De Morgenzon winemaker Carl van der Merwe (below) is one lucky round-eyed winemaker. He left Quoin Rock before Kenny Kunene arrived and will now NOT have to eat sushi off the pygies of naked models in Dave King’s Tales of King Arthur-inspired crypt on the Simonsberg. Since his new employer Wendy Appelbaum cancelled her winning auction bid for The Rock, he does not have to deal with those dodgy grapes, either.
For grapes from The Rock are not rock stars, according to a producer who has bought them in the past. Uneven ripeness is an issue thanks to the direction the vineyards were planted and the ravages of the South Easter that sweeps through them like a wolf. So much for believing in pricey consultants!
Act II was to turn it into a University of Wine and looked like a far better bet, especially now that baboons are farming the Agulhas vineyards which supplied grapes for those great Quoin Rock wines Carl made. But after the untimely death of Dougie de Jager last week, Tasting Technicons are probably on hold, unless Kenny wants to go back to klas.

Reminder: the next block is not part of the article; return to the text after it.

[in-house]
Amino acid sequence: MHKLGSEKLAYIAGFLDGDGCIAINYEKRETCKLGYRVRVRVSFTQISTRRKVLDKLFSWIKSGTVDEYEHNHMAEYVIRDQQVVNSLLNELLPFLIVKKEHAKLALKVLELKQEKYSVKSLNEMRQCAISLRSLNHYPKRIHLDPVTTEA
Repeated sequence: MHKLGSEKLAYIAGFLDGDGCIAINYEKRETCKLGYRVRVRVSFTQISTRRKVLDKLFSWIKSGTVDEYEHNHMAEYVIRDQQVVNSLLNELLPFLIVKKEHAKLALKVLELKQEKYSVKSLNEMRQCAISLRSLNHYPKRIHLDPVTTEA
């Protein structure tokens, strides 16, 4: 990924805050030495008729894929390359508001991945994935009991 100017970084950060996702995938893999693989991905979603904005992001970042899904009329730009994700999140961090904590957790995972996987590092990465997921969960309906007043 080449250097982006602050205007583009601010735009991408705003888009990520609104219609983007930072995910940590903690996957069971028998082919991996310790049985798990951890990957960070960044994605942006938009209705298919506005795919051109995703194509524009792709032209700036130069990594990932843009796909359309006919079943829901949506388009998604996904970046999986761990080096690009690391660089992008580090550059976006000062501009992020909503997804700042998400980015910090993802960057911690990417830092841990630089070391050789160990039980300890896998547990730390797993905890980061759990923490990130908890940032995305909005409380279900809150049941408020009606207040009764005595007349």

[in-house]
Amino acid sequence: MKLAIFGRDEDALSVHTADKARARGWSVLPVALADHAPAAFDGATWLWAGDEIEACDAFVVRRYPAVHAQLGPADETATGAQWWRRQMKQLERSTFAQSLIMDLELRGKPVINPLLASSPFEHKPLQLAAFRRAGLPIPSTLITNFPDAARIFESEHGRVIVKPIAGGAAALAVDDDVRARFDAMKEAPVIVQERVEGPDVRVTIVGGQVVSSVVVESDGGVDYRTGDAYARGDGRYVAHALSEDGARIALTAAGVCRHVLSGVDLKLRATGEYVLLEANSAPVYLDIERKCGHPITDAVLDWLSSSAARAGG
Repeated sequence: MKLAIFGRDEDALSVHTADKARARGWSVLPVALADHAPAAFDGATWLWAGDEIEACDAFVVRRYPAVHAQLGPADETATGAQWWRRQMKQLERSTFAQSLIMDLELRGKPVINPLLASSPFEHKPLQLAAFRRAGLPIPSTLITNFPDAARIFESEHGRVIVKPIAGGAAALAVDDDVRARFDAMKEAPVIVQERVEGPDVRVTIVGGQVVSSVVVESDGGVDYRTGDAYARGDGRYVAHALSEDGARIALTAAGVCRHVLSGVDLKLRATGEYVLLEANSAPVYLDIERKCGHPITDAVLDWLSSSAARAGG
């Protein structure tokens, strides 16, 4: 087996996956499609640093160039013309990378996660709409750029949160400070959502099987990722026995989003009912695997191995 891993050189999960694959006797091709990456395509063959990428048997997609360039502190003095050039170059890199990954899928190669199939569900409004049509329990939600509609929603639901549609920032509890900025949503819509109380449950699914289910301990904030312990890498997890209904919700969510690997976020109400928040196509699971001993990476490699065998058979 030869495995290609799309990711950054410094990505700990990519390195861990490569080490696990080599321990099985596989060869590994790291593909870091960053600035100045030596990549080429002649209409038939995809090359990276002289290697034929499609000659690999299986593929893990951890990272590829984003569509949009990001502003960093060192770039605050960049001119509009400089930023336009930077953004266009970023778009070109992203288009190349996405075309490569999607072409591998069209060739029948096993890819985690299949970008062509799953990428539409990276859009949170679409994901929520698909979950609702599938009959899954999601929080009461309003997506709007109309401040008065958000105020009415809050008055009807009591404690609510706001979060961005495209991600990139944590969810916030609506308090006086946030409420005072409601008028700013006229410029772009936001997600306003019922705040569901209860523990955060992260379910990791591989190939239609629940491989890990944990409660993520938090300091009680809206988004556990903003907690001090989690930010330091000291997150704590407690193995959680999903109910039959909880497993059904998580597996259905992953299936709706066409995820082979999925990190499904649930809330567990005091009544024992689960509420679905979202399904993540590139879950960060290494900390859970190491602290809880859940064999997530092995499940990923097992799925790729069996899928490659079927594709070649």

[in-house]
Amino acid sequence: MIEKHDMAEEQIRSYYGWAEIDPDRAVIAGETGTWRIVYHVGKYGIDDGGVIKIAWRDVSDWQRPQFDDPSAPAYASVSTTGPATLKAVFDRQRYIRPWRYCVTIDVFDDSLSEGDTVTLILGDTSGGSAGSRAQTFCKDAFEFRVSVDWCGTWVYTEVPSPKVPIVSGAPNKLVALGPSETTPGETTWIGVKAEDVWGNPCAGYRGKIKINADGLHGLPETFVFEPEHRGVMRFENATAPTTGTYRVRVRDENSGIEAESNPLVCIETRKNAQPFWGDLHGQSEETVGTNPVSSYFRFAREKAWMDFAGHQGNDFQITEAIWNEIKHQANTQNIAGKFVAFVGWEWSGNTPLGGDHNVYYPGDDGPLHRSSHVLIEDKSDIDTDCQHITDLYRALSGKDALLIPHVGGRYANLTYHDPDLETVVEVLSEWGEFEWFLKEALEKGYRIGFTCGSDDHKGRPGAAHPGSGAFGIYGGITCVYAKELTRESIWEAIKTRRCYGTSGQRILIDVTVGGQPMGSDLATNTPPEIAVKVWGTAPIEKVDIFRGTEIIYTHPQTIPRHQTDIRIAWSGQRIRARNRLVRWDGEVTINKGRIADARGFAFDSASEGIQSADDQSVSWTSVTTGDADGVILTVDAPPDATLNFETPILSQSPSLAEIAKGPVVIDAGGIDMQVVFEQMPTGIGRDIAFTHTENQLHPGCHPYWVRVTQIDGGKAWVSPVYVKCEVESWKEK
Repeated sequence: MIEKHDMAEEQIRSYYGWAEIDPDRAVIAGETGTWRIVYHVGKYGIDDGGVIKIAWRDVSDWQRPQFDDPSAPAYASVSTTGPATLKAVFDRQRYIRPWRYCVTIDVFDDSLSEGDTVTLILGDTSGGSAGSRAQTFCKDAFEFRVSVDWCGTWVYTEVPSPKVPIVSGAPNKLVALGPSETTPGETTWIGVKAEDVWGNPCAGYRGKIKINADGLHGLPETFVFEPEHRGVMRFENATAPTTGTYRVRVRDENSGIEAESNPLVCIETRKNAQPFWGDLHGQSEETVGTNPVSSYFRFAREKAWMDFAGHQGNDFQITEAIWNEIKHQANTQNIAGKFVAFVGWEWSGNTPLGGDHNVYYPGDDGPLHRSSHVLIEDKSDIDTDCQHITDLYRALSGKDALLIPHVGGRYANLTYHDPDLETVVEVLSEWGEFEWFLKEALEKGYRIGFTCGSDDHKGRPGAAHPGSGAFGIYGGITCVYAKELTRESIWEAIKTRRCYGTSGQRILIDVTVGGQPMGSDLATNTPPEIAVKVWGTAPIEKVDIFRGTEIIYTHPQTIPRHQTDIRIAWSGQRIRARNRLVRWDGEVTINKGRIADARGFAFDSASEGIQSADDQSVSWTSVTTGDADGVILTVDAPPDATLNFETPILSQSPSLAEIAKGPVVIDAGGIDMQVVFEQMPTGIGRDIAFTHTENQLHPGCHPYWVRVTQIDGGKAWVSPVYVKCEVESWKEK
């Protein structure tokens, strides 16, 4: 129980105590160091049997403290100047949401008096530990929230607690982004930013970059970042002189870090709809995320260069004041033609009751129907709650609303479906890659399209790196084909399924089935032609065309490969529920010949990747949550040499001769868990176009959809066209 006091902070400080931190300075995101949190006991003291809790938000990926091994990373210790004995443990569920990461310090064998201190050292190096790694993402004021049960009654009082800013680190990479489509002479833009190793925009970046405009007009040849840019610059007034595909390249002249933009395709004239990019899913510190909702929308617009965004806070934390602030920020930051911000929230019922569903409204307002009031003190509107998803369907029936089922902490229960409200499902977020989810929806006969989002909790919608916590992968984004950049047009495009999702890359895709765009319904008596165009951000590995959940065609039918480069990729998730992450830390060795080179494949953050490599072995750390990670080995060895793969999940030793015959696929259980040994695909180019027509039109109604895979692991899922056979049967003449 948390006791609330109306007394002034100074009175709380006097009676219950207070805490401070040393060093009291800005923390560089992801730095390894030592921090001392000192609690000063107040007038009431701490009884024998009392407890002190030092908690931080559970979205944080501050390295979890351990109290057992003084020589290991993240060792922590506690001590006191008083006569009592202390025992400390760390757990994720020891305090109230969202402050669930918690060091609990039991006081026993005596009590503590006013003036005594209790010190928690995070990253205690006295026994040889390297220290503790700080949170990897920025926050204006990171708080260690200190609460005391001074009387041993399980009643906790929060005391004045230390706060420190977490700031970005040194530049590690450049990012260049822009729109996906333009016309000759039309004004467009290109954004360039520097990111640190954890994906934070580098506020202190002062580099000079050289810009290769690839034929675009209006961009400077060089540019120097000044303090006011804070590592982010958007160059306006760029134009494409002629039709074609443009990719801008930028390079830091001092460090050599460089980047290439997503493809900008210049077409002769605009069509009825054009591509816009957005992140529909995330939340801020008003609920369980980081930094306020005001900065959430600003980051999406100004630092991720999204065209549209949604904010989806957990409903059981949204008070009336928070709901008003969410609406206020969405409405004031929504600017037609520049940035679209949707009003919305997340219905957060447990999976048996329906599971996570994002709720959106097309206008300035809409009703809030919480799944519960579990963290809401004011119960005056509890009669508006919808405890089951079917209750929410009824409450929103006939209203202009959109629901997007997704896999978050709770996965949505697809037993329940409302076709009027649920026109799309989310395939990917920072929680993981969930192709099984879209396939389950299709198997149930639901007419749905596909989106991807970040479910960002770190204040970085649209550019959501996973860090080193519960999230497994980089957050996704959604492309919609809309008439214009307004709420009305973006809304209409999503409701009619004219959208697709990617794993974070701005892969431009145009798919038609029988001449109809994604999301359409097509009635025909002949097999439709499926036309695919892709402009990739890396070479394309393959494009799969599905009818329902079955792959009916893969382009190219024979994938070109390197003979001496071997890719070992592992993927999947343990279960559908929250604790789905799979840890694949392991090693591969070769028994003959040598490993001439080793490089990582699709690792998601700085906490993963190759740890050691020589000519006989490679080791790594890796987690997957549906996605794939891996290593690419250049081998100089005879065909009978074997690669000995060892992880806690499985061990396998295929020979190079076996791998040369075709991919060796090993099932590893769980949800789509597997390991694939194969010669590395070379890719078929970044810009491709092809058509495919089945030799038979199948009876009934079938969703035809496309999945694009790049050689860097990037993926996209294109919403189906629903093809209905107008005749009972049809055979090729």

Carl is off to Ningxia as one of ten winemakers selected from over 50 international applicants to compete in the Ningxia Wine Challenge. Over R250,000 worth of prizes are up for grabs and to win them, he’ll have to make two wines which will be judged in 2013 (white) and 2014 (red). It’s like MasterChefSA, but for winemakers and without Pete Goffe-Wood.
Ningxia is famous for its wolfberries, so bottles of Marc Kent’s Wolftrap, one of the best value reds in the SA cellar, will be useful presents to take along. Wikipedia reports there is a 1:500 scale model of the Aksai Chin disputed China/Indian border in Ningxia “complete with mountains, valleys, lakes and hills” and observes ominously “its purpose is as yet unknown.” Perhaps the Nifty Ninjas of Ningxia wish to crack the Indian market and are modelling Indian terroir to get their wine styles right. If anyone can give them a cuvée de curry, it’s Carl.